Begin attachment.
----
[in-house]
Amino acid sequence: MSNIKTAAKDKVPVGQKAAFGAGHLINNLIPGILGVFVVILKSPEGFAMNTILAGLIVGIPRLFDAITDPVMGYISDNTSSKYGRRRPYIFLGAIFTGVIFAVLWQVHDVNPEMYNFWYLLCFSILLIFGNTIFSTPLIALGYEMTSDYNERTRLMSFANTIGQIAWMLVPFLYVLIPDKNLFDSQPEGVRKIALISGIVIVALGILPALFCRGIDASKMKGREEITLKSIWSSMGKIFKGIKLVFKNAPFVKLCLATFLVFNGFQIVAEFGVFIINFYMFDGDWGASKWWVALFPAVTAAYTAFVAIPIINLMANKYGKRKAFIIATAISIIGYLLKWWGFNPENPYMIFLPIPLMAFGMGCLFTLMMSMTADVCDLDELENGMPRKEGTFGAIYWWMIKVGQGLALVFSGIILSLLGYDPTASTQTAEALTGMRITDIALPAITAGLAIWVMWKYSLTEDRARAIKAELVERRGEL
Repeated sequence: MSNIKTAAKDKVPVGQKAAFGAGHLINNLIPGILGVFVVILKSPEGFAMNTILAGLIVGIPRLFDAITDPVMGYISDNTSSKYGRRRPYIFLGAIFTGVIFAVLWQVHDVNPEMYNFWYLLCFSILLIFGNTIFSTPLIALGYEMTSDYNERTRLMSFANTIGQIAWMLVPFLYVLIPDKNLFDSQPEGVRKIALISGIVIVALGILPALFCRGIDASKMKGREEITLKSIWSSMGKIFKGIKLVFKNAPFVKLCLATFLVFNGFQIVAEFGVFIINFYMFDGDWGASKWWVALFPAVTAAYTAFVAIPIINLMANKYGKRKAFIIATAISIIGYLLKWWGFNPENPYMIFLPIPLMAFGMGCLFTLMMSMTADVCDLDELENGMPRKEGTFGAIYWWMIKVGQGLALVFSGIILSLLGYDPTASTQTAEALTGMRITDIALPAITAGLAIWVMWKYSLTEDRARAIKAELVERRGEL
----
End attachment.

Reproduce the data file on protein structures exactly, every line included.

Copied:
[in-house]
Amino acid sequence: MSNIKTAAKDKVPVGQKAAFGAGHLINNLIPGILGVFVVILKSPEGFAMNTILAGLIVGIPRLFDAITDPVMGYISDNTSSKYGRRRPYIFLGAIFTGVIFAVLWQVHDVNPEMYNFWYLLCFSILLIFGNTIFSTPLIALGYEMTSDYNERTRLMSFANTIGQIAWMLVPFLYVLIPDKNLFDSQPEGVRKIALISGIVIVALGILPALFCRGIDASKMKGREEITLKSIWSSMGKIFKGIKLVFKNAPFVKLCLATFLVFNGFQIVAEFGVFIINFYMFDGDWGASKWWVALFPAVTAAYTAFVAIPIINLMANKYGKRKAFIIATAISIIGYLLKWWGFNPENPYMIFLPIPLMAFGMGCLFTLMMSMTADVCDLDELENGMPRKEGTFGAIYWWMIKVGQGLALVFSGIILSLLGYDPTASTQTAEALTGMRITDIALPAITAGLAIWVMWKYSLTEDRARAIKAELVERRGEL
Repeated sequence: MSNIKTAAKDKVPVGQKAAFGAGHLINNLIPGILGVFVVILKSPEGFAMNTILAGLIVGIPRLFDAITDPVMGYISDNTSSKYGRRRPYIFLGAIFTGVIFAVLWQVHDVNPEMYNFWYLLCFSILLIFGNTIFSTPLIALGYEMTSDYNERTRLMSFANTIGQIAWMLVPFLYVLIPDKNLFDSQPEGVRKIALISGIVIVALGILPALFCRGIDASKMKGREEITLKSIWSSMGKIFKGIKLVFKNAPFVKLCLATFLVFNGFQIVAEFGVFIINFYMFDGDWGASKWWVALFPAVTAAYTAFVAIPIINLMANKYGKRKAFIIATAISIIGYLLKWWGFNPENPYMIFLPIPLMAFGMGCLFTLMMSMTADVCDLDELENGMPRKEGTFGAIYWWMIKVGQGLALVFSGIILSLLGYDPTASTQTAEALTGMRITDIALPAITAGLAIWVMWKYSLTEDRARAIKAELVERRGEL